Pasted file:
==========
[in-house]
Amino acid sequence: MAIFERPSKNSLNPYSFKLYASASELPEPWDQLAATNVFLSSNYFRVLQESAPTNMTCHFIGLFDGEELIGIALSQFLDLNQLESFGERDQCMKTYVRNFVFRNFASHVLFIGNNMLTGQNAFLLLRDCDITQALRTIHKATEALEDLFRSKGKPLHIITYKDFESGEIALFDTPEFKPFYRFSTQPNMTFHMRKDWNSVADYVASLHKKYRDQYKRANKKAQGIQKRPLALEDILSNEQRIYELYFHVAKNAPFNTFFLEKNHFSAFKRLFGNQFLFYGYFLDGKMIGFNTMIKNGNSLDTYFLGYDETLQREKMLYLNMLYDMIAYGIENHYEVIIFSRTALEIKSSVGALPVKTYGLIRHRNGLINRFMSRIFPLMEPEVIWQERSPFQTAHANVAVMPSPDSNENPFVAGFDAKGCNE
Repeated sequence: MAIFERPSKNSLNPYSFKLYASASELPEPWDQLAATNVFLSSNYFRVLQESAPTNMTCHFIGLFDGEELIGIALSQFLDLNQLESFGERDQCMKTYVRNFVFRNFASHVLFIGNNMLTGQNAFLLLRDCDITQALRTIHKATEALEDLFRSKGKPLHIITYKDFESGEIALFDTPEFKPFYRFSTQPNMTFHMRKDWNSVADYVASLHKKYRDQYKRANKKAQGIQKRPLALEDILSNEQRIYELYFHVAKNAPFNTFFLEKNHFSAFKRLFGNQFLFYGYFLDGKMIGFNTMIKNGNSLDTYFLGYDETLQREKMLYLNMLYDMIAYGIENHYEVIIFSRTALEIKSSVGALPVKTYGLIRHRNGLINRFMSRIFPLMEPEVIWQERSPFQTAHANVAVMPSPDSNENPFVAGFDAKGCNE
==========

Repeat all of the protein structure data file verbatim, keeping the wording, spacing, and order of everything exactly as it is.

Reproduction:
[in-house]
Amino acid sequence: MAIFERPSKNSLNPYSFKLYASASELPEPWDQLAATNVFLSSNYFRVLQESAPTNMTCHFIGLFDGEELIGIALSQFLDLNQLESFGERDQCMKTYVRNFVFRNFASHVLFIGNNMLTGQNAFLLLRDCDITQALRTIHKATEALEDLFRSKGKPLHIITYKDFESGEIALFDTPEFKPFYRFSTQPNMTFHMRKDWNSVADYVASLHKKYRDQYKRANKKAQGIQKRPLALEDILSNEQRIYELYFHVAKNAPFNTFFLEKNHFSAFKRLFGNQFLFYGYFLDGKMIGFNTMIKNGNSLDTYFLGYDETLQREKMLYLNMLYDMIAYGIENHYEVIIFSRTALEIKSSVGALPVKTYGLIRHRNGLINRFMSRIFPLMEPEVIWQERSPFQTAHANVAVMPSPDSNENPFVAGFDAKGCNE
Repeated sequence: MAIFERPSKNSLNPYSFKLYASASELPEPWDQLAATNVFLSSNYFRVLQESAPTNMTCHFIGLFDGEELIGIALSQFLDLNQLESFGERDQCMKTYVRNFVFRNFASHVLFIGNNMLTGQNAFLLLRDCDITQALRTIHKATEALEDLFRSKGKPLHIITYKDFESGEIALFDTPEFKPFYRFSTQPNMTFHMRKDWNSVADYVASLHKKYRDQYKRANKKAQGIQKRPLALEDILSNEQRIYELYFHVAKNAPFNTFFLEKNHFSAFKRLFGNQFLFYGYFLDGKMIGFNTMIKNGNSLDTYFLGYDETLQREKMLYLNMLYDMIAYGIENHYEVIIFSRTALEIKSSVGALPVKTYGLIRHRNGLINRFMSRIFPLMEPEVIWQERSPFQTAHANVAVMPSPDSNENPFVAGFDAKGCNE